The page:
What are the scariest sound effects in gaming history? That’s hard to land on because there’s nothing that can scare you the same way a game can. You can watch the last blonde girl run from the knife-wielding guy in the movies, but in games, you are the last blonde girl. Games make your heart beat faster, your fingers more likely to slip on the trigger, your ears to be aware of every little thing around you.
And a big part of creating that horror is the sound design, especially in a POV shot where you can’t see everything, so you need to rely somewhat on your ears to help you. So, what are the noises in gaming that really make your blood turn cold? We’re ranking some of our favorites.
Demonic Laughing (Calla of Duty Nazi Zombies)
Call of Duty has had no greater masterstroke than their zombie DLC. The wartime shooter game could have easily slipped between the cracks of countless other wartime shooter games if it wasn’t for the additional last-minute idea to add zombie horror into the mix. The Nazi Zombies combine the two scariest things you can think of, although one appears to cancel out the horror of the other. At least zombies are indiscriminate about who they go for.
But the SFX at the start of every round, like the bell in a boxing ring, is the evil cackle of the zombies. That laugh is something that is designed to warn you, to brace you, but perhaps it might even make you question the “braindead” zombies and the Nazis they once were. Maybe they’re not entirely lost, maybe they know only one thing: kill, and they enjoy it.
Better shake it off, because they’re coming for you either way.
Alma Giggling (F.E.A.R.)
Is there anything creepier than a sweet little girl? The creators of F.E.A.R. sure didn’t seem to think so. The F.E.A.R. franchise has always mixed first-person shooter with horror and arguably was one of the first to do so, but nothing it has produced has really topped Alma.
A primary protagonist since the first game, released in 2005, Alma is a little girl when you first see her. She is the result of a range of inhumane experiments set upon her and she’s ready for revenge. Her psychic abilities and childish nature make you her toy to play with, and you’ll know you’re making her happy by her little giggle. The sweet voice of the little girl giggling is enough to make your back shiver.
As the game goes on, that giggle that might make a mother tear up elsewhere is now paired with the pitter-patter of running feet, as you can hear that she’s catching up with you and ready to play. And the tragedy of the story is that you’re both disgusted and empathetic towards this little girl, who has been turned this way against her will and had all innocence taken from her. At least for a moment.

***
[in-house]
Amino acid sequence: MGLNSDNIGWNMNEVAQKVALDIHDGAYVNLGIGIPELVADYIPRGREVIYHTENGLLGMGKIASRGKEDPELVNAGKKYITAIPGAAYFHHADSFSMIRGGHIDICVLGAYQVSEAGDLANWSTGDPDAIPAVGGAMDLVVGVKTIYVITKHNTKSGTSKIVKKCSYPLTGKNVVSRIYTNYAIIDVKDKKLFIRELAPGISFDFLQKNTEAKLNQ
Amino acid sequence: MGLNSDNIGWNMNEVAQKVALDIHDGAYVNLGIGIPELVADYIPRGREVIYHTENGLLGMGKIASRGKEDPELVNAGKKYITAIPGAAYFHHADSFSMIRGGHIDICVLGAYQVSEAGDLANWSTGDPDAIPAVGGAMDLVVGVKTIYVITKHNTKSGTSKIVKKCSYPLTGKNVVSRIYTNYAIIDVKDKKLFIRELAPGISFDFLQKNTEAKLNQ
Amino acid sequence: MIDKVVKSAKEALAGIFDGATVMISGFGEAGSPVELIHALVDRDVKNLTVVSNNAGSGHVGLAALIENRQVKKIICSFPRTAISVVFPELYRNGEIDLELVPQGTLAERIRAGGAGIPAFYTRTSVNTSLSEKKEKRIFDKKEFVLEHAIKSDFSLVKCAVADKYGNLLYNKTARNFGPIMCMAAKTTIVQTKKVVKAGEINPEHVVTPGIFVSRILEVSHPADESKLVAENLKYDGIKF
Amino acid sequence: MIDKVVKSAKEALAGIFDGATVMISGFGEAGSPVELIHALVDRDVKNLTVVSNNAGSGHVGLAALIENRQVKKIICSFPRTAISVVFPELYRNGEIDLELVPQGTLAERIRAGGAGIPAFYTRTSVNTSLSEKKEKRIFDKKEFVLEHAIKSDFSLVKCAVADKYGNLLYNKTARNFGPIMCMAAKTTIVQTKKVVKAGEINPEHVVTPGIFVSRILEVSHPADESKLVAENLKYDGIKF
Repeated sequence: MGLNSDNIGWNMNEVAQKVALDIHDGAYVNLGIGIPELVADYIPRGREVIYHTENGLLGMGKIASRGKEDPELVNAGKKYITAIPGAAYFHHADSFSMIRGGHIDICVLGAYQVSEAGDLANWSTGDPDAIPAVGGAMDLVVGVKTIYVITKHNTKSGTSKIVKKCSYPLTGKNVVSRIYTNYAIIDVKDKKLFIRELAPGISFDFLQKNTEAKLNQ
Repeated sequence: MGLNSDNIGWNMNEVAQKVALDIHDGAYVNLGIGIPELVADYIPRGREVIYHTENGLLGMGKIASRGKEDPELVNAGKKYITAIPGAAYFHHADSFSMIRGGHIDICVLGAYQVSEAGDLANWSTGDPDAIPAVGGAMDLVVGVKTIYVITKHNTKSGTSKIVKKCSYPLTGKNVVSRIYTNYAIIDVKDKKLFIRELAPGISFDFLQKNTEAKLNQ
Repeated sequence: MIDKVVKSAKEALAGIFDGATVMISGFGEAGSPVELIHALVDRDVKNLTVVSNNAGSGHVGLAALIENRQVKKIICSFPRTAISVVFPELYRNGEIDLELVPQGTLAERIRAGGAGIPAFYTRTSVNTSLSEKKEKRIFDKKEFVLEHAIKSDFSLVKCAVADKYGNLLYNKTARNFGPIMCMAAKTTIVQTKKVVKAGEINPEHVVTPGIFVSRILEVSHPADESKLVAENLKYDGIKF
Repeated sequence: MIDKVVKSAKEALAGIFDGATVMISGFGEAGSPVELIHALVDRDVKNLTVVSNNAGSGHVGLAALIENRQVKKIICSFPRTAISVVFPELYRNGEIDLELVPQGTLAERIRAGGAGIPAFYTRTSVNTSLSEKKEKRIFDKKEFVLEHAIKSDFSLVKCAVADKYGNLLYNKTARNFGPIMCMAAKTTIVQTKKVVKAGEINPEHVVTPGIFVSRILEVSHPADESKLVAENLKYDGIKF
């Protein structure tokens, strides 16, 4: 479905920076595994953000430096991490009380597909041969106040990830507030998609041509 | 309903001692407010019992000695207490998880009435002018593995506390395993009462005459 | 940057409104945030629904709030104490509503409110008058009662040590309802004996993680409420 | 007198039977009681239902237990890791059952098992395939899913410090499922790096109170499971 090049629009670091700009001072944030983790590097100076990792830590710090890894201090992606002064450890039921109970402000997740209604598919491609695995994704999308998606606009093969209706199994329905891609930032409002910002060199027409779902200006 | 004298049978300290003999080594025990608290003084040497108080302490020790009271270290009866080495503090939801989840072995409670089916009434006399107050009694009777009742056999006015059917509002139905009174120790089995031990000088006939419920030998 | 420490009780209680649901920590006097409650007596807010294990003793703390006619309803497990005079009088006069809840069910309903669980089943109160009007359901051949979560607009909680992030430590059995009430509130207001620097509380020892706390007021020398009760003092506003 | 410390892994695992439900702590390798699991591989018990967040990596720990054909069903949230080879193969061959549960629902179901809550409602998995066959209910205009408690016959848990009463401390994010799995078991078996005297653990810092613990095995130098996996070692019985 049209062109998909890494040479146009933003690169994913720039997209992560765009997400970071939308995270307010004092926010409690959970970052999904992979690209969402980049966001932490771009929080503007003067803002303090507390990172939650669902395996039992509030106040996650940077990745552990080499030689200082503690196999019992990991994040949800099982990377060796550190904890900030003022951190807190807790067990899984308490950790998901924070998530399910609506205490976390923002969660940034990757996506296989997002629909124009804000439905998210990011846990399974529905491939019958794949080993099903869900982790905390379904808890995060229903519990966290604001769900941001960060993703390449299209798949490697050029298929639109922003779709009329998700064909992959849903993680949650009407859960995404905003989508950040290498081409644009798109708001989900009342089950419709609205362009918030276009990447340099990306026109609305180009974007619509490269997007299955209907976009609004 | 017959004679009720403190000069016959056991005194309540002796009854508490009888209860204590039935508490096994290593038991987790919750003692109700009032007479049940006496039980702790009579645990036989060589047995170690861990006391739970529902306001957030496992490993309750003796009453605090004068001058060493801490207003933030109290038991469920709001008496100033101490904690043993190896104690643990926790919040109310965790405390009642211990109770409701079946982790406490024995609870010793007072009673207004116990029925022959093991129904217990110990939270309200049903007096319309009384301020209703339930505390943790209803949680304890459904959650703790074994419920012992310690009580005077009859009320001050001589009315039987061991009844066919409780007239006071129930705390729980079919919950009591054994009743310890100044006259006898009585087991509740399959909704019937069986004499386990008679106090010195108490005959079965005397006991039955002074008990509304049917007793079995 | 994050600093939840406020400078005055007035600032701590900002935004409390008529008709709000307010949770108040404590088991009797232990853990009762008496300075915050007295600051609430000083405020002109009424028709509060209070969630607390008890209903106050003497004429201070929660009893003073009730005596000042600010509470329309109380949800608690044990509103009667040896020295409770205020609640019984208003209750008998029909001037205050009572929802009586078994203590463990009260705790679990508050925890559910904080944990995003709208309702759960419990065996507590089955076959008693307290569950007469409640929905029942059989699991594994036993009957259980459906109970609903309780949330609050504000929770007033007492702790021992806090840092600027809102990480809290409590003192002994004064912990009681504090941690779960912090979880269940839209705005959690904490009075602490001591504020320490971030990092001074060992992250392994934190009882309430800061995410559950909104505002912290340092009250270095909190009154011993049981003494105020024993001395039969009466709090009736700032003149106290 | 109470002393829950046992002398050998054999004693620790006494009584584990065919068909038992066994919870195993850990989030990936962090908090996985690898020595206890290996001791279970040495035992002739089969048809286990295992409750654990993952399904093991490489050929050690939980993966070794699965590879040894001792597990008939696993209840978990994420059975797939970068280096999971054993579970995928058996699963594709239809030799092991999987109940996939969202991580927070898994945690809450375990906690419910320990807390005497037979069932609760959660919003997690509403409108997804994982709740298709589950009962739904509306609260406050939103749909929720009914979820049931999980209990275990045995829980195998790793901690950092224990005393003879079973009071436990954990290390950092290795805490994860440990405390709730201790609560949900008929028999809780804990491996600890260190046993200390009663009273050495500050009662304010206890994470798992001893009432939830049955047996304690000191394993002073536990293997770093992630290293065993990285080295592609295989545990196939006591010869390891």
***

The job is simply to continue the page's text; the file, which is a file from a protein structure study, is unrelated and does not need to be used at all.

Headcrab Zombie Pleases (Half-Life Series)
The Half-Life is a rollercoaster of emotions. If you want to be scared, shocked, and heartbroken, all in one game, play Half-Life. It’s a blurring of first-person shooter, aliens, and zombies. In fact, it’s a zombie game where the zombies barely come into it. Oh, but when they do…!
The zombies are the background tension but they make themselves known, no more so than the Headcrab zombies. These demonic creatures are the result of a parasitic alien called a Headcrab attaching itself to a body host and puppeteering it around.
These sickening creatures have made the Ravenhold level in Half-Life 2 iconic. That’s right, they only show up in this one level, and yet anyone can recognize the deep, agonizing moaning, that stirs up another range of emotions. Sure, you’re scared and ready to fire, but there’s also something very tragic in those moans, making you well aware there is a person in there in pain.
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Sonic Drowning Music (Sonic the Hedgehog)
Is there a more iconic sound than the horrifying sound of Sonic drowning? The lovable children’s game was so impactful no doubt it’s being discussed in therapy sessions around the world. 90’s kids everywhere would race through this famously fast-paced labyrinth, but not only was it a particularly tricky level to go underwater, but Sonic is a hedgehog. He needs to breathe and if you weren’t quick enough through the level you were going to know about it, with a blood-curdling warbling noise as he fell off the screen.
But that wasn’t even the worst part. The worst part was the music, which kept upping the tempo the longer you played, sending your heart racing right alongside it. The more you panicked, the more you were going to slip up and the easier it would be to see Sonic fail and fall from the screen.